The U.S. Naval Research Laboratory is working on technology to capture solar power in space, then beam it down to Earth.
Solar panels on Earth are limited by our day/night cycle and cloud cover - solar panels in space can soak up power constantly. The U.S. Naval Research Laboratory (NRL) is working on technology to harness enough energy from orbiting solar panels to power military bases or even cities.
Dr. Paul Jaffe, a spacecraft engineer at NRL, has built and tested a module to capture and transmit solar power from space, which can make it easier to power remote bases and would provide cost-competitive power.
"Launching mass into space is very expensive," says Jaffe, but he has built two different prototypes of a "sandwich" module that is four times more efficient than anything previously constructed. Both designs of the "sandwich" module include a photovoltaic panel on one side to receive solar energy, an antenna on the other side to beam power to Earth, and electronics in between that convert the energy to a radiofrequency suitable for beaming.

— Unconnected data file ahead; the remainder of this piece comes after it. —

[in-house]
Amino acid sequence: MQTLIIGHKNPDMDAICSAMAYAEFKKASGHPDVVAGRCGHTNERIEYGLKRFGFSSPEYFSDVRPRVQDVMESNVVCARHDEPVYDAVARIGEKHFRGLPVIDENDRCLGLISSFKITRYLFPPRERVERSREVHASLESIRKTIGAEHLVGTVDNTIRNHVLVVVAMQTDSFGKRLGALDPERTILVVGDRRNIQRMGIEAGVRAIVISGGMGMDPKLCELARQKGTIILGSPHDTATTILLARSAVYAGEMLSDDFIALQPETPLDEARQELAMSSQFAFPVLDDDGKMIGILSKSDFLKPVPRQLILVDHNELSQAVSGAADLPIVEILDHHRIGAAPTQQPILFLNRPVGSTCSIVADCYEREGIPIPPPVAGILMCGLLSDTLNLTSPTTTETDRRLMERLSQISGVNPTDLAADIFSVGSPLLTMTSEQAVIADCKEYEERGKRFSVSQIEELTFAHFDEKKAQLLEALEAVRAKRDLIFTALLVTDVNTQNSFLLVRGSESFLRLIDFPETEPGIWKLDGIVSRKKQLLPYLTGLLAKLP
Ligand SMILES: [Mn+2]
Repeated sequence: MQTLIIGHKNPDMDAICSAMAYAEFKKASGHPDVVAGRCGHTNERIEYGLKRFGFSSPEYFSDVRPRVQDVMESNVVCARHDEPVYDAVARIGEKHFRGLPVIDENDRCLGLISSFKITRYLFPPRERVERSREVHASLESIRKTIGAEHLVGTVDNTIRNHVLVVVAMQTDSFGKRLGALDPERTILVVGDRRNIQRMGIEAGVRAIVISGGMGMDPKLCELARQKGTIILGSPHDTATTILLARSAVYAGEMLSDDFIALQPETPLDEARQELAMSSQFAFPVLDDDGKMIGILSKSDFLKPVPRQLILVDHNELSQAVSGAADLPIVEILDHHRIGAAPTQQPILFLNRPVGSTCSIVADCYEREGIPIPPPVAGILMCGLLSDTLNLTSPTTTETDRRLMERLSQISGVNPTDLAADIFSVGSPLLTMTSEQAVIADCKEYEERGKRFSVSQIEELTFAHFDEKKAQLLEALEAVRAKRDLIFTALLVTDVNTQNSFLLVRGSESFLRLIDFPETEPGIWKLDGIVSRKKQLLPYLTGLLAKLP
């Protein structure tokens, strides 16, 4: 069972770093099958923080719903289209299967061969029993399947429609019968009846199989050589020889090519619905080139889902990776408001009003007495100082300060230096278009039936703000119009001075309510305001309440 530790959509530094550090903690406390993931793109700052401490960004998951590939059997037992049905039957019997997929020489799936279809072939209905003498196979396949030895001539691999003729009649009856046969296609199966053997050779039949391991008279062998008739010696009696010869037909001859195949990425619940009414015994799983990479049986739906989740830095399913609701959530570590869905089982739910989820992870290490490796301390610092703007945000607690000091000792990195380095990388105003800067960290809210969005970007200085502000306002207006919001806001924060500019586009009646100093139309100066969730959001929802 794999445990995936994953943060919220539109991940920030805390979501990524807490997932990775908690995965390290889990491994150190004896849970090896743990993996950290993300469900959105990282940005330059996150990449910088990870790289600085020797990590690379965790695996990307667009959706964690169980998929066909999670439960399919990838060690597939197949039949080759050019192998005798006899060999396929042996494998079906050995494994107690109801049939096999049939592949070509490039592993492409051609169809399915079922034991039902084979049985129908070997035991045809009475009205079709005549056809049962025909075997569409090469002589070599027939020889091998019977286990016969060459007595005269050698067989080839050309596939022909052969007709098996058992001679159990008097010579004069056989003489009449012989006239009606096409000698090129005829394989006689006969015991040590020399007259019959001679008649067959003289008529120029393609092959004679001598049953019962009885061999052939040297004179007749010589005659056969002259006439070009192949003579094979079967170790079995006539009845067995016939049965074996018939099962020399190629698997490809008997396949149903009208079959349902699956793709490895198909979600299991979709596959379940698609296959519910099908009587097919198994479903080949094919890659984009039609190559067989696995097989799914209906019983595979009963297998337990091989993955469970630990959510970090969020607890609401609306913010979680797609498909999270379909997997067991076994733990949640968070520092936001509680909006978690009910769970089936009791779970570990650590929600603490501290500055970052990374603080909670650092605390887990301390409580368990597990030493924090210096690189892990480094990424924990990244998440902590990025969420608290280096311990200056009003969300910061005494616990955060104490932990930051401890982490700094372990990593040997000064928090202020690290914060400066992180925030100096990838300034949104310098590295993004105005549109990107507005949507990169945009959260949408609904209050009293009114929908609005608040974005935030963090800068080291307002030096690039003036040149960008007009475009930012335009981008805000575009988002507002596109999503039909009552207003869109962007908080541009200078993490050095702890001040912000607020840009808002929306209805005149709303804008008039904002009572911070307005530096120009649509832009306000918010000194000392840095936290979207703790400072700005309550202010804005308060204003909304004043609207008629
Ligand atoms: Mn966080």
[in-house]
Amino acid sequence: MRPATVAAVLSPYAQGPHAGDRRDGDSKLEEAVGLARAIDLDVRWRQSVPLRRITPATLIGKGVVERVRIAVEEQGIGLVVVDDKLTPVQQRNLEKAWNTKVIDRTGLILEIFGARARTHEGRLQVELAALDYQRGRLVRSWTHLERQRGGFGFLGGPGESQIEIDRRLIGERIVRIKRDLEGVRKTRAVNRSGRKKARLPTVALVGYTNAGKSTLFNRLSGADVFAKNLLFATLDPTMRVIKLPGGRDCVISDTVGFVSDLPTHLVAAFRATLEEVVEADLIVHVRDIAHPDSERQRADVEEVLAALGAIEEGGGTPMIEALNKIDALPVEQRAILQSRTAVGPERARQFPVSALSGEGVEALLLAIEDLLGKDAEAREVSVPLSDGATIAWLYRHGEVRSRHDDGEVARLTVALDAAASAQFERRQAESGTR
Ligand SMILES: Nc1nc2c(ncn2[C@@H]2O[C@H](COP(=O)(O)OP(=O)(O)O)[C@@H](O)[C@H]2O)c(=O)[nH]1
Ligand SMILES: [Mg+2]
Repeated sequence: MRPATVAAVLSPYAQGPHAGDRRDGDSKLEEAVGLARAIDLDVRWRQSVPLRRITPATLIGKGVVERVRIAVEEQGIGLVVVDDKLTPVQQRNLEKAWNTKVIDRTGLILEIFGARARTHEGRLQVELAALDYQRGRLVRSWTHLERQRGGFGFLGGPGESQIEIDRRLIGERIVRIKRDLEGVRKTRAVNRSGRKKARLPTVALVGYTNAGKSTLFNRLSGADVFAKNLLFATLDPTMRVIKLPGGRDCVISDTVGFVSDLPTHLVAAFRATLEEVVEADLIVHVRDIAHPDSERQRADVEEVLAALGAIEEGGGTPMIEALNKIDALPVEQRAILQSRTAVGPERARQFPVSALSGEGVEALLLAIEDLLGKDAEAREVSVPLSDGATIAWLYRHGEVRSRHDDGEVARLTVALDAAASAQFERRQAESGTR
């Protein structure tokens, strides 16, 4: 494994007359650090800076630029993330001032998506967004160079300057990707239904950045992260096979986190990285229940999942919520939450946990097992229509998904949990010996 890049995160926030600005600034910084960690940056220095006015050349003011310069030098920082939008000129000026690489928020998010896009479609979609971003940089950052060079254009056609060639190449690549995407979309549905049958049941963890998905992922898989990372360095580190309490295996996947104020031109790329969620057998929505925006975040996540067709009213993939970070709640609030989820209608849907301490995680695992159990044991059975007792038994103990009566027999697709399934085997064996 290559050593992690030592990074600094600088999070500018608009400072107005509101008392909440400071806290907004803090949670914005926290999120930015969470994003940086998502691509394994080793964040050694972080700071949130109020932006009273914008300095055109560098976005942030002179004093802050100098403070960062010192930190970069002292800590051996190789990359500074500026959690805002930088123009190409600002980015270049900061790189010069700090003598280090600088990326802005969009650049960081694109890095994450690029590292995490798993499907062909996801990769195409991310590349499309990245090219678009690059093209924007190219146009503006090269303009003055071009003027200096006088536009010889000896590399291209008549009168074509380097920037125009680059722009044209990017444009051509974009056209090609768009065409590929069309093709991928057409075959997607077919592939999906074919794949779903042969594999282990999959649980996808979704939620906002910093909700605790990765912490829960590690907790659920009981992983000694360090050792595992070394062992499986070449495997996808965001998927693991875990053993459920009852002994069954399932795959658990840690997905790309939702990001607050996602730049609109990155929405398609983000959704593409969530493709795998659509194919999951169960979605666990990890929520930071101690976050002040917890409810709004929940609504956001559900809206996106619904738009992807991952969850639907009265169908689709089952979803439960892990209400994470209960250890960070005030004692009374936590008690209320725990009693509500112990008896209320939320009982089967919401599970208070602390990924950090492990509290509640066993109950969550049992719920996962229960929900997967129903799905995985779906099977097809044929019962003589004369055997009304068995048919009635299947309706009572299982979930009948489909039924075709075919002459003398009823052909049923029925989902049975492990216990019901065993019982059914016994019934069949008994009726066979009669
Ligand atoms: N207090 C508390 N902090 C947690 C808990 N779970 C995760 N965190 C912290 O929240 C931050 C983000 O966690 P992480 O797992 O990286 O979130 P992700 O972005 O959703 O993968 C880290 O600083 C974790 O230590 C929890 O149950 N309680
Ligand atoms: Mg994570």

"People might not associate radio waves with carrying energy," says Jaffe, "because they think of them for communications, like radio, TV, or cell phones. They don't think about them as carrying usable amounts of power."
To mitigate any potential concerns about orbital death lasers, Jaffe explains that the antenna only sends energy to a specific receiver that asks for it. Further, by using microwaves instead of lasers, the power is less concentrated.
"The most sobering thing about all of this is scale," says Jaffe. He imagines an array of modules that would span ten American football fields; compare that to the largest man-made satellite, the International Space Station, which is barely longer than one.